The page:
The Truth About Relactation For Adoption — My Story

Jennifer Campbell - Doula In Reno
8 min readJun 23, 2023


I breastfed seven children including three of my adopted babies for 11 years total — relactating for two of those adopted babies. Relactation means you have lactated previously after a period of no breastfeeding or very little breastfeeding, as opposed to induced lactation which is defined as breastfeeding without pregnancy. Both are possible, however, this post will focus on relactation.

I have 15+ years of experience in the foster care sector as both a parent and a trainer, and every call, every time you say yes, every “I’m sorry, that’s not a good fit for us” sends you into a myriad of emotions. I didn’t adopt every child I brought in, there were some special considerations and circumstances, I said no more than I said yes, and adoption was the priority. We were part of the foster adoption program in Alaska, meaning our preference was to take in children who would never have to leave as I wanted our home to be the last home these foster kids would live in. We would be their forever home. This meant that parental rights had been or would soon be terminated and a child was considered free for adoption.

The first call that we got for foster care was for a baby boy that was only a few hours old. At the time I was breastfeeding my one-year-old daughter and I asked our social worker if it would be okay if I breastfed the baby. Her response was incredible. She said, “If I don’t know I don’t have to tell you no.” We picked him up at three days old and he latched without any issue and we had a beautiful two-year-long breastfeeding journey.

Breastfeeding is supply and demand and this was a great personal lesson that it truly can be that easy. I did do a couple of things to increase my supply. I drank Mother’s Milk tea, I increased my water consumption and I increased how much food I ate. I wasn’t pumping, so I didn’t specifically notice a change in the composition of my breast milk from what you would consider toddler milk to newborn milk. I’m very aware that as a newborn, he would have been getting colostrum that he wasn’t able to get from me, however, the benefits of breastfeeding an adopted baby with an established milk supply so far outweigh any other option.

Another thing that made it easier to breastfeed him is that he was a newborn. He was three days old when we brought him home and that meant he was eating more frequently but he wasn’t eating high volumes of milk. That meant my milk supply had some time to build up while I progressed in my nursing relationship. It was such an exceptional experience to be able to bring this baby home, have an established supply, and to be able to latch him on, and move forward with life.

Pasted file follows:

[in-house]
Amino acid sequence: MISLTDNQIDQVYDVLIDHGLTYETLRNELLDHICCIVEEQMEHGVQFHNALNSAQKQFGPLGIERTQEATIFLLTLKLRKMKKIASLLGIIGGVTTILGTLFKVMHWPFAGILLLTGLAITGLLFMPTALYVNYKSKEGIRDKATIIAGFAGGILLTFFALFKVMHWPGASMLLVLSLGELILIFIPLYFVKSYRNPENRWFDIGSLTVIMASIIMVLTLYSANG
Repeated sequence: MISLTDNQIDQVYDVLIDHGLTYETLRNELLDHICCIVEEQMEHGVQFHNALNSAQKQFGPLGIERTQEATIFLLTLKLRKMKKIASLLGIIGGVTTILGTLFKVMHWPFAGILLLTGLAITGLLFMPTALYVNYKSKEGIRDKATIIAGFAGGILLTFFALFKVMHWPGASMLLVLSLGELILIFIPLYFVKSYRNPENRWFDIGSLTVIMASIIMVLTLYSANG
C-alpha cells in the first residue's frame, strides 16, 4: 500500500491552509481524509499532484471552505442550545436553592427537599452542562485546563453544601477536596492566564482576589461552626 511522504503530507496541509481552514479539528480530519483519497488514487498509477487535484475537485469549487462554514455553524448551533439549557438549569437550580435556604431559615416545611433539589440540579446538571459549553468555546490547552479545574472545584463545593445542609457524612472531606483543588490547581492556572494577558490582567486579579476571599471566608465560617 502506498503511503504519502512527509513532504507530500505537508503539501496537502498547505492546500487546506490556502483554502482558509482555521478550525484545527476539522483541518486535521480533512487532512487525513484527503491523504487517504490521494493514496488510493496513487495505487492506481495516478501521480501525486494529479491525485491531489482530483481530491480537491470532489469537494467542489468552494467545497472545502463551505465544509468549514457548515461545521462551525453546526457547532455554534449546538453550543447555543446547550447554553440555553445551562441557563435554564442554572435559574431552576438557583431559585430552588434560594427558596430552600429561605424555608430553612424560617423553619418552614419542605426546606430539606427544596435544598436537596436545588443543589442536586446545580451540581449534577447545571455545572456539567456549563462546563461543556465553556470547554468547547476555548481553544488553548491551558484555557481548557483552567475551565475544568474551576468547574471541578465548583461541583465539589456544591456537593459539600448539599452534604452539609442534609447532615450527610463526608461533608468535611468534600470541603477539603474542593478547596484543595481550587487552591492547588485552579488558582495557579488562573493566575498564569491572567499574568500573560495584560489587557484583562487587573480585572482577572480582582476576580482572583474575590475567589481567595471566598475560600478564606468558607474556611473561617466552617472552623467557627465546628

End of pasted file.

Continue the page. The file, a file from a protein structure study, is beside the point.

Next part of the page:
If you find yourself in a situation like this, just know that increasing your food and water and some supplements to increase supply are all helpful, but really supply and demand is not only true, but you’ll feel and see it happening in yourself. I got all of the bonding that I would have gotten if I had given birth on my own, which was fantastic.

A couple of years later I adopted a two-year-old son and I called the birth mom to thank her (which I did with every adoptive placement). In that call, she let me know that she was pregnant and was scheduled for an abortion three days later. In that conversation, I told her that I worked alongside CPS and I could have several families that she could interview to adopt the baby if she elected not to get the abortion. After our conversation, she decided not to get the abortion and instead to electively give the baby up for adoption with CPS involved peripherally.

At 27 weeks gestation, she asked me to be this baby’s mom. I was ecstatic. I said yes and asked if I could set up prenatal appointments and she hadn’t been to a doctor outside of having an early initial visit confirming the pregnancy and the gestation.

A week later, she had her first appointment and I was there for every appointment moving forward.

At that point. I had been a breastfeeding counselor for a decade and was also a lactation consultant with the IBCLC. I hadn’t been breastfeeding for several months and felt strongly that getting help was important as I wanted outside perspective and guidance. We were doing a private adoption with social services involvement, and I knew there was a chance that the adoption could fall through so I opted to wait to begin the relactation protocol until after her delivery.

I also went through breast augmentation prior to her birth and although I wasn’t concerned with that interfering, I did want to make sure enough time had passed for me to heal before I began medication and pumping. I connected with Lenore Goldfarb using the Jack Newman/Goldfarb protocol. She is amazing.

I had breastfed five children prior to my daughter’s delivery. I had been pregnant 6 times, had two miscarriages and it had been several months since I stopped breastfeeding. The protocol is designed to mimic what happens during pregnancy, and this works better if a woman is able to get on the protocol during the duration of the pregnancy. I elected to wait until the pregnancy was at the very end to start the protocol including renting a hospital-grade pump and setting up a med protocol with two medications.